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The best phones for streaming video

Discover the best phones for watching movies and box sets

 

Last updated 7th June 2018

 
Smartphones offer a great way to watch videos on the fly. Long commute? No problem – catch up with your favourite box set on the train. Had enough of ‘I spy’? It’s all in hand – your smartphone can entertain the kids on those long car journeys.
 

Which phones are good for video streaming?

We’ve taken a look at some of the top models for battery life, screen size, screen quality and more – to help you choose the best phone to keep you and your family entertained.
 
  • Samsung Galaxy S9 Plus
  • iPhone X
  • Sony Xperia XZ2
  • Huawei P20 Pro

FAQ's

The more apps and services you use, the more strain you’ll put on your smartphone’s battery.

One quick tip is to turn off Wi-Fi when you’re not using it, as your phone will use battery looking for a signal. You can also shut down background apps that may be using power – especially ones that track your location.

Turning your screen’s brightness down can help too – as this is one of the biggest uses of battery power. It’s even worth turning off Bluetooth when you’re not using it. It won’t use as much power as leaving Wi-Fi on – but it’s still draining your battery unnecessarily if you’re not using it.

If you’ve tried all these tips and you still don’t get enough charge from your battery, there’s always the option of carrying a mobile phone charger or backup power bank around with you – check out our range of accessories.

Hi-resolution audio (also known as hi-res, high definition or HD audio) doesn’t have an official definition – but it’s generally accepted to mean any audio file stored at higher quality than CD.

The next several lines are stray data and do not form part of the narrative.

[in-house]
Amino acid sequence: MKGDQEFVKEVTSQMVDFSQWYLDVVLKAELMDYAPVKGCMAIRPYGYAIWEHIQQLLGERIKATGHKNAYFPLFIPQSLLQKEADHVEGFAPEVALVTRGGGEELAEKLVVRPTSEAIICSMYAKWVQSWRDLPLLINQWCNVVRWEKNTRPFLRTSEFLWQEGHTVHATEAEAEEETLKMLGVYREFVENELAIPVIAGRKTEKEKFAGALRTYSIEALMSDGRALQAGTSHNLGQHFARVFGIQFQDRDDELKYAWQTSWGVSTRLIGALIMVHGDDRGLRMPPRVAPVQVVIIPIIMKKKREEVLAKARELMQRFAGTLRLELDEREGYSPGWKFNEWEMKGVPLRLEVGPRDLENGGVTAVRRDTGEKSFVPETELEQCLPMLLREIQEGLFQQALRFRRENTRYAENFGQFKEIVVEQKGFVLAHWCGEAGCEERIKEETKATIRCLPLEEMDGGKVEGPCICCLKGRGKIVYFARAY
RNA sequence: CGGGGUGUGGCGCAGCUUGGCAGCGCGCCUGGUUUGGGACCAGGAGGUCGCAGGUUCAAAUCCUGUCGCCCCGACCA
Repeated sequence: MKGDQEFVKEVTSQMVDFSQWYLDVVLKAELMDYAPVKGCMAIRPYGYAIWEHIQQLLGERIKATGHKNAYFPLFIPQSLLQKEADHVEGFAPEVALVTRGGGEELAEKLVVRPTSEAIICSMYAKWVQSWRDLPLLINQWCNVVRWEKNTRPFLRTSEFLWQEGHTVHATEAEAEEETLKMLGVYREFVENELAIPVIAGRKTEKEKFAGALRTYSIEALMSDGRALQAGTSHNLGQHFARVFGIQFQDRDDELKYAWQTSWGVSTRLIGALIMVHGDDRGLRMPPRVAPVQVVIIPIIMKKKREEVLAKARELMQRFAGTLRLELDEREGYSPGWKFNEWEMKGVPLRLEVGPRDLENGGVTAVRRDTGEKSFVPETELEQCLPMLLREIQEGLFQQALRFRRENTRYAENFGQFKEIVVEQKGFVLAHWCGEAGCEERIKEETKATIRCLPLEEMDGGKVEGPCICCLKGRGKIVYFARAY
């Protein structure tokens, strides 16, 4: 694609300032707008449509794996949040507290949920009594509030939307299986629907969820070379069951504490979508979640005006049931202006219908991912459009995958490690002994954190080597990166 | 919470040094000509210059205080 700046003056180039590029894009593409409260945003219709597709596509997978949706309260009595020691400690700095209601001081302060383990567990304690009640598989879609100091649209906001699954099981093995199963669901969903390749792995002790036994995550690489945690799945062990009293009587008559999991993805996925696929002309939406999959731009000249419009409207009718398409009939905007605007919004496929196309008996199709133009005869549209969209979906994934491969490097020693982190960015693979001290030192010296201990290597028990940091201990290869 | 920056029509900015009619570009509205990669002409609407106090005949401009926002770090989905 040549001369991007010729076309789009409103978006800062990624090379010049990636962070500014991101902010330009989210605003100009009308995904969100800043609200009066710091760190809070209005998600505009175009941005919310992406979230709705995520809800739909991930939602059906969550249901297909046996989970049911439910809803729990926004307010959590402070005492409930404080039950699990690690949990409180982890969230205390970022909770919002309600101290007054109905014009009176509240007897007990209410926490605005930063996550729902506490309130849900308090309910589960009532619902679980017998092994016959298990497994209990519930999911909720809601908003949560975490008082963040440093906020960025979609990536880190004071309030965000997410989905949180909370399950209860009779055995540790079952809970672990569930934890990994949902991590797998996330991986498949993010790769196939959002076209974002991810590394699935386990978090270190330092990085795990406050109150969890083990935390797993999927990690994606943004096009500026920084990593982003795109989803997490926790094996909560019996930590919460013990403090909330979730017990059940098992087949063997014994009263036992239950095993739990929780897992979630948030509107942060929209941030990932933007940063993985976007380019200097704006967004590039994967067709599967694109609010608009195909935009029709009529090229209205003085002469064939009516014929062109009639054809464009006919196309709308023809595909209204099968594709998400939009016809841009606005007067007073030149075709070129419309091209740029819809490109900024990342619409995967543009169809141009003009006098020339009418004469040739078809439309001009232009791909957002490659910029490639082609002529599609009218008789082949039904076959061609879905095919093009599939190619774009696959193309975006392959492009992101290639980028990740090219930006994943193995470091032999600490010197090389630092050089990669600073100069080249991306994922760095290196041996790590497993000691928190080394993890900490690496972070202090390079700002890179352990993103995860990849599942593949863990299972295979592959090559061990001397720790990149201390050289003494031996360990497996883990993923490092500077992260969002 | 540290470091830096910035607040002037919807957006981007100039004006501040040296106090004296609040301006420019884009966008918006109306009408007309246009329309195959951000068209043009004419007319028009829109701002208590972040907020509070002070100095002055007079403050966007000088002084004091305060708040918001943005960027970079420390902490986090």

Some experts argue that CD quality is plenty high enough for human hearing – but hi-res files certainly represent a big step up from standard MP3s or Spotify streaming at 320kbps. To put it into perspective, a CD has a data rate of 1411kbps (over four times that of an MP3 at 320kbps) while a hi-res music file has a data rate of 9216kbps – over 28 times faster (or more detailed) than the highest quality MP3.
 
This does however mean that hi-res files (including WAV, AIFF, FLAC, ALAC and more) will take up much more space in your phone’s memory. So if you’re thinking of going down the hi-res audio route, you’ll want to choose a phone with plenty of memory. Plus of course, you’ll want to pair it with a decent set of headphones
Currently most music streaming services don’t offer hi-res or high-definition audio – so the best way to listen to top-quality music on your phone is to download and save hi-res music files and listen to them through your phone’s music player. (Note that TIDAL does offer high-res streaming, but only for the desktop application). The most popular hi-res formats are WAV and FLAC for Android, and ALAC and AIFF for iPhone.